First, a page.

Last week, in the wake of the pro-Trump riot at the U.S. Capitol, The New Yorker’s Ronan Farrow wrote a story about an Air Force pilot turned extremist who was photographed during the maelstrom wearing combat gear on the Senate floor. The article, which named the man as retired Lt. Col. Larry Brock, struck familiar notes about a MAGA fan steeped in disinformation whose Manichaean enthusiasm for the president spurred him to travel to the nation’s capital and participate in what amounted to a violent, failed insurrection. As Farrow later reported, the man was identified from video and photographs by John Scott-Railton, a surveillance expert who reported Brock to the FBI. On Sunday, two days after the story was published, the FBI arrested Brock after he surrendered himself to local police in Grapevine, Texas.
In these debauched last days of the Trump administration, that chain of events may seem almost normal, but it’s also part of a troubling pattern: Journalists, researchers, and amateur sleuths are cozying up to law enforcement in a rush to identify, dox, and report perpetrators from the January 6 riot.
Despite the lessons of past atrocities, such as the Boston Marathon Bombing, in which Reddit-led manhunts sometimes targeted innocent individuals, people with no law enforcement responsibility are taking it upon themselves to lead open-source investigations to identify and report potential criminal suspects. That some of these investigations are led by experts like Scott-Railton is less than reassuring. Instead, his presence offers an invitation to participation for people who aren’t versed in digital forensics or—crucially—charged with investigating violations of the law.
Scott-Railton is a senior researcher at Citizen Lab, a respected Canadian organization that investigates state-sponsored surveillance and hacking campaigns as well as a growing private spying industry epitomized by companies like Black Cube, which did work for Harvey Weinstein. Scott-Railton and Citizen Lab have been an invaluable source for journalists on the shady doings of NSO Group, an Israeli spy-tech maker whose software has been widely used to spy on dissidents and journalists, especially by Middle Eastern autocracies. Citizen Lab’s work often preaches caution in the use of new surveillance technologies while advocating for civil liberties and the marginalized.
Given this history, I found it odd when Scott-Railton emerged as a vocal leader and participant in online investigations to identify and report to law enforcement the names of Capitol rioters. Along with other researchers, think tankers, and private citizens, Scott-Railton is using facial recognition—considered by critics to be a flawed, invasive technology in need of regulation—to identify rioters and report them to the FBI. On Twitter (where his bio reads, “Chasing digital badness”), he’s expressed his pride in his and his fellow investigators’ contributions. While the suspects in this case make for easy villains, it’s a strange turn of events when people known for civil liberties–oriented work become volunteer informants for the secret police. (It’s worth noting that Larry Brock was also reported to authorities the old-fashioned way: His ex-wife recognized him in photos and made a phone call.)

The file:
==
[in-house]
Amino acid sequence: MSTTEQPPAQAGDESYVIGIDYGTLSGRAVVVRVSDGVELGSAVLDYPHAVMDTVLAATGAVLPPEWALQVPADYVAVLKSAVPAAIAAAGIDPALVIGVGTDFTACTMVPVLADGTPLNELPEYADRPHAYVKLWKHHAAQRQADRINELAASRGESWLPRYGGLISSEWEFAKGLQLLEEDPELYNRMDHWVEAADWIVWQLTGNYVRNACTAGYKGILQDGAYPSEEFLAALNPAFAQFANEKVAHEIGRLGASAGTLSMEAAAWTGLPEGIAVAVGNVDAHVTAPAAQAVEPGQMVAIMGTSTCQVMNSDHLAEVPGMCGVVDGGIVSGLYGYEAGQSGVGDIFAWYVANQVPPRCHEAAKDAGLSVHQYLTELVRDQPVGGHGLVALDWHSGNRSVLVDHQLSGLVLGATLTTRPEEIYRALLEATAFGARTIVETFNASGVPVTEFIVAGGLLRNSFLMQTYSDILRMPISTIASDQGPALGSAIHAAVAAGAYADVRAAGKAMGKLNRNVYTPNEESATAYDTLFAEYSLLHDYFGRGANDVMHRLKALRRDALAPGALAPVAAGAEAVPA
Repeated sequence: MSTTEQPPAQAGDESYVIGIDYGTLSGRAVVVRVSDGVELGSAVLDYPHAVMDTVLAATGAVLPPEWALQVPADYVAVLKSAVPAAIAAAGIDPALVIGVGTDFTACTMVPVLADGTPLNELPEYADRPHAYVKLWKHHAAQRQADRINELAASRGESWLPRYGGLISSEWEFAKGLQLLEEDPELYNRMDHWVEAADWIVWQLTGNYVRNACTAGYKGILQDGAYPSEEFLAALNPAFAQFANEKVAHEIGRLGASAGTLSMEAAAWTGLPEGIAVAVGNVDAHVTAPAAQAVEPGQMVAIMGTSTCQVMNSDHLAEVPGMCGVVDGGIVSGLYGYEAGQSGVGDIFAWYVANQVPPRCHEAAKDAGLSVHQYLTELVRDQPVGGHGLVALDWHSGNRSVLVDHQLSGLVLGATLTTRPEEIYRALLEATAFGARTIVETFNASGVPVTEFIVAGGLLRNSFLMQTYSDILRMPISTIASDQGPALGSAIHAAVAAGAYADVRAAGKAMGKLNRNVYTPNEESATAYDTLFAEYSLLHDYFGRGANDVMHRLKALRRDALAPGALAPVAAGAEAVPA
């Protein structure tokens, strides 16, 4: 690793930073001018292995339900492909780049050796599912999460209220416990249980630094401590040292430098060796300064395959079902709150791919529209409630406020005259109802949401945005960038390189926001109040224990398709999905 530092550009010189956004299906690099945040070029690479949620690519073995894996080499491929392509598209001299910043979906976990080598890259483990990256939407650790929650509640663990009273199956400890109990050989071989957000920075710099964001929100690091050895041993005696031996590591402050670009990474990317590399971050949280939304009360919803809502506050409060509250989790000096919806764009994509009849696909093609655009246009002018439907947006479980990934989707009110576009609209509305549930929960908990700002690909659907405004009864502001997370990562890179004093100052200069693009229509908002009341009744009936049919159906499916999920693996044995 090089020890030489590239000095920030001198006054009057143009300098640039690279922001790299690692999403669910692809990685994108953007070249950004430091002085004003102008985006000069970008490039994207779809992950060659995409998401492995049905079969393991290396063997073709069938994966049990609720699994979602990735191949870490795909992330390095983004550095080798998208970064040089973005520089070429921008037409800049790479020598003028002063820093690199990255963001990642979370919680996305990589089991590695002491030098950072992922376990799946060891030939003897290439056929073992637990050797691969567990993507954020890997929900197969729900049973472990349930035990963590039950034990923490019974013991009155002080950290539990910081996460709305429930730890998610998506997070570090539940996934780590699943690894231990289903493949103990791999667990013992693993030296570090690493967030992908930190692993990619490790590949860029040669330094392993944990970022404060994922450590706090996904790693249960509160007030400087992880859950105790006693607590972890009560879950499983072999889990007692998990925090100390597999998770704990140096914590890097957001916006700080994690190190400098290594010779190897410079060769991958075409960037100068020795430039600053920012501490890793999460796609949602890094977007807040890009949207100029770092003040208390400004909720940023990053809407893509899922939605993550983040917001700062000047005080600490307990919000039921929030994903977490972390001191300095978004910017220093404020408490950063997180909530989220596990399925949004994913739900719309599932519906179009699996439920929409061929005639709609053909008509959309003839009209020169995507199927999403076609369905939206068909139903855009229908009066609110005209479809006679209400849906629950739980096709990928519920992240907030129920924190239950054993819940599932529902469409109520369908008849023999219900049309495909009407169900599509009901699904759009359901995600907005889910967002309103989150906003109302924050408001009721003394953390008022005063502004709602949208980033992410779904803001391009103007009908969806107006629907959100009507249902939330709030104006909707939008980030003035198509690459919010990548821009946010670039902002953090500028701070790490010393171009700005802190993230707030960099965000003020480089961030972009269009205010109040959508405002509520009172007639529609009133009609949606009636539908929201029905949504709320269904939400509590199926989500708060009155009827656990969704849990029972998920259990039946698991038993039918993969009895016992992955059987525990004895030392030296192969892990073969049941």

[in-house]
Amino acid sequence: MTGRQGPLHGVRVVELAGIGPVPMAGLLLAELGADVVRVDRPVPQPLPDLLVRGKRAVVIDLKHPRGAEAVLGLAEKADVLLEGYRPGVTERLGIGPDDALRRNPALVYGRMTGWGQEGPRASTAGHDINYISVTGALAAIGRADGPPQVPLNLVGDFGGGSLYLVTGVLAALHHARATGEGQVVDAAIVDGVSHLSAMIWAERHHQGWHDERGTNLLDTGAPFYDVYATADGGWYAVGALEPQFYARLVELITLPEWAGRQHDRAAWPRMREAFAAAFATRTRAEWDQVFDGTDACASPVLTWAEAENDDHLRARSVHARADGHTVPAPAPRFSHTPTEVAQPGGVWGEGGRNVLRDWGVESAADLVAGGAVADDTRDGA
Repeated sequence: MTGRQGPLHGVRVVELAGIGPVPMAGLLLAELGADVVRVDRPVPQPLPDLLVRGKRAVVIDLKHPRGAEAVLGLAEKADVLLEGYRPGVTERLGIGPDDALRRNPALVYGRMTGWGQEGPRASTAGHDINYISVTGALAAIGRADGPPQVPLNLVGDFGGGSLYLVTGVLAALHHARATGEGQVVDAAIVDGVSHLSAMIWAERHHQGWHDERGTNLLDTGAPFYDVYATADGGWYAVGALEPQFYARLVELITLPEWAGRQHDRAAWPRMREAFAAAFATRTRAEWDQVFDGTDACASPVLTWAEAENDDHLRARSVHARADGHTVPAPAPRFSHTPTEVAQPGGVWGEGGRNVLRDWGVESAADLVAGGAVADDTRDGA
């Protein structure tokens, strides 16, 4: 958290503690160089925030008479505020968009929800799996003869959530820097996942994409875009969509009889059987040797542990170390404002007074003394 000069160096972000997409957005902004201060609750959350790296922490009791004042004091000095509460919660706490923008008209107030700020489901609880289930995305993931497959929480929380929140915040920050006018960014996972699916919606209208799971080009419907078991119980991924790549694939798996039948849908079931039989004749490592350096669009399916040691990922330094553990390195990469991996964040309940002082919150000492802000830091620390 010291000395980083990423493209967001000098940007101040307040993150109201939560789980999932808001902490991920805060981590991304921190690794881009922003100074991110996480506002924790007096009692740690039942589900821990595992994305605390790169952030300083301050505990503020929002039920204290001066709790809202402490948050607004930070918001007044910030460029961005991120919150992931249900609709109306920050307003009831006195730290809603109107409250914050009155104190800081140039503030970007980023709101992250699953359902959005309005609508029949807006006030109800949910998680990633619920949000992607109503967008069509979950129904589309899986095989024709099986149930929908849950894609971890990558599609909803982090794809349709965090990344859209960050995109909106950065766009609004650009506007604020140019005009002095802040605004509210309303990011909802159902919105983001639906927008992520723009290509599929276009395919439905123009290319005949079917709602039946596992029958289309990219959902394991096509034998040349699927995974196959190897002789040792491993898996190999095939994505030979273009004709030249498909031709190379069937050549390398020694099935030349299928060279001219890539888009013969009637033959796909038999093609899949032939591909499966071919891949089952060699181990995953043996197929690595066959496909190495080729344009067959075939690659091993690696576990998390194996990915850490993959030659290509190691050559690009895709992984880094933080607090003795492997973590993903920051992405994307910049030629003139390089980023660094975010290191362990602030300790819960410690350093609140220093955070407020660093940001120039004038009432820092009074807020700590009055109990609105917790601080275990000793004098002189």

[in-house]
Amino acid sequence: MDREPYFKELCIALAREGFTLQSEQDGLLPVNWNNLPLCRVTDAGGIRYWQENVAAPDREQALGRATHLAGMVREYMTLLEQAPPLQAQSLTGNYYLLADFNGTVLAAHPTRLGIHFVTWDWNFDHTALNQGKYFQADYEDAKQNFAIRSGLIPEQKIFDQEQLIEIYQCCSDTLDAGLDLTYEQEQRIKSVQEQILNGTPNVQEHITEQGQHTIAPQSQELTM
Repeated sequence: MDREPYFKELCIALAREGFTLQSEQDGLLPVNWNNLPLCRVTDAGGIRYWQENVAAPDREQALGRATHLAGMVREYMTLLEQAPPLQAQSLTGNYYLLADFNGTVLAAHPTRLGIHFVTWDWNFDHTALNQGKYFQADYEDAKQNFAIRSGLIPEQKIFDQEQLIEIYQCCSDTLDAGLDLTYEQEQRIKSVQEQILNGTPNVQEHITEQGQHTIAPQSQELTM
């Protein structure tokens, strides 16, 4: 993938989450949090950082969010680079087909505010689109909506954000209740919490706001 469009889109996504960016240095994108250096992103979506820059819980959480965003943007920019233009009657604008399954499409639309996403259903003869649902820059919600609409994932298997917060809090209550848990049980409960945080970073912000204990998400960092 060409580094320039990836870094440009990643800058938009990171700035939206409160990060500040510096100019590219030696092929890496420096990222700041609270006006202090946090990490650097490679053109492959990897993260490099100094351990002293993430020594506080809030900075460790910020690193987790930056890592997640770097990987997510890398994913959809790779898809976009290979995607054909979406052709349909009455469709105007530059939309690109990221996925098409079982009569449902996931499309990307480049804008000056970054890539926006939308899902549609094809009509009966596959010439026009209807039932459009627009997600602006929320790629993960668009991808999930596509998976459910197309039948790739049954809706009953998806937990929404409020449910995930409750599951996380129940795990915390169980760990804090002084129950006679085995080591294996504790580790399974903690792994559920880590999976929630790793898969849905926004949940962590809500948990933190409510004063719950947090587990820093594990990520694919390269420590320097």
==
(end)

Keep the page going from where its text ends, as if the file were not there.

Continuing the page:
Scott-Railton, who did not respond to a request for comment, and others have undoubtedly contributed to the apprehension of MAGA rioters, but perhaps the most important question is why they are needed at all. Former FBI agent Michael German told The Washington Post that government agencies have far greater capabilities than amateur researchers. “How much of it is a lack of understanding of this intelligence and how much is a lack of interest in actually doing it?” German asked. The former FBI agent’s question gets at another disturbing implication: that researchers like Scott-Railton are so successful because a combination of governmental incompetence, right-wing law enforcement sympathies, and failed leadership allowed the riot to happen in the first place and is now hobbling its proper investigation.
We live in a society devoid of real accountability for many crimes, especially those encouraged and planned by the political elite. A public weary of this culture of impunity may understandably take to open-source intelligence operations, even if these brush uncomfortably close to vigilantism and show a worrying esteem for state power.
Speaking to Farrow, Scott-Railton described his identification work as part of “the digital ecosystem of accountability that has arisen around what happened at the Capitol.” There are many forms accountability can take. Organizations like Citizen Lab are some of our best safeguards against the excesses of governmental spying and law enforcement abuse. As we possibly embark on a new war on terror, this time against largely white, male domestic insurgents, the FBI has at its disposal sweeping investigatory powers. Researchers like John Scott-Railton should be monitoring them—not working for them.